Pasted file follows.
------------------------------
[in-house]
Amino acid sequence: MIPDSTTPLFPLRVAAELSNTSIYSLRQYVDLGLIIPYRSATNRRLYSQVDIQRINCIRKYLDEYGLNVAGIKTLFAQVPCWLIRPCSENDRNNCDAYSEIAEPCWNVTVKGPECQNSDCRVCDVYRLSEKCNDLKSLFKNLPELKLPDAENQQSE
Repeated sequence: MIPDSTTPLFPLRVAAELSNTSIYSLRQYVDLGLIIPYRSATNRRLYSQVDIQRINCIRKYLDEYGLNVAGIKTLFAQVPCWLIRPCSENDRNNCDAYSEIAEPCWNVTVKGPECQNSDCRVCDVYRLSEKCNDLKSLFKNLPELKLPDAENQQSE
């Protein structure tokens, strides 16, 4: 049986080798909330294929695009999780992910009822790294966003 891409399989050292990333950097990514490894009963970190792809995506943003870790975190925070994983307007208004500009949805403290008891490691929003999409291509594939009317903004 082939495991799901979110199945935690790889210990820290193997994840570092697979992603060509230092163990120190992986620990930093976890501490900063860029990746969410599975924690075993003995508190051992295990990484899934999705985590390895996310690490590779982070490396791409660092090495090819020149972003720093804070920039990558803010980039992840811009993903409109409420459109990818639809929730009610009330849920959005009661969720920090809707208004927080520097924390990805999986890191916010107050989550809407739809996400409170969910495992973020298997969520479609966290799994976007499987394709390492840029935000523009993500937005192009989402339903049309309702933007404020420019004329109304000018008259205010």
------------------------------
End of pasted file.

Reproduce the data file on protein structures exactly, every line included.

[in-house]
Amino acid sequence: MIPDSTTPLFPLRVAAELSNTSIYSLRQYVDLGLIIPYRSATNRRLYSQVDIQRINCIRKYLDEYGLNVAGIKTLFAQVPCWLIRPCSENDRNNCDAYSEIAEPCWNVTVKGPECQNSDCRVCDVYRLSEKCNDLKSLFKNLPELKLPDAENQQSE
Repeated sequence: MIPDSTTPLFPLRVAAELSNTSIYSLRQYVDLGLIIPYRSATNRRLYSQVDIQRINCIRKYLDEYGLNVAGIKTLFAQVPCWLIRPCSENDRNNCDAYSEIAEPCWNVTVKGPECQNSDCRVCDVYRLSEKCNDLKSLFKNLPELKLPDAENQQSE
């Protein structure tokens, strides 16, 4: 049986080798909330294929695009999780992910009822790294966003 891409399989050292990333950097990514490894009963970190792809995506943003870790975190925070994983307007208004500009949805403290008891490691929003999409291509594939009317903004 082939495991799901979110199945935690790889210990820290193997994840570092697979992603060509230092163990120190992986620990930093976890501490900063860029990746969410599975924690075993003995508190051992295990990484899934999705985590390895996310690490590779982070490396791409660092090495090819020149972003720093804070920039990558803010980039992840811009993903409109409420459109990818639809929730009610009330849920959005009661969720920090809707208004927080520097924390990805999986890191916010107050989550809407739809996400409170969910495992973020298997969520479609966290799994976007499987394709390492840029935000523009993500937005192009989402339903049309309702933007404020420019004329109304000018008259205010």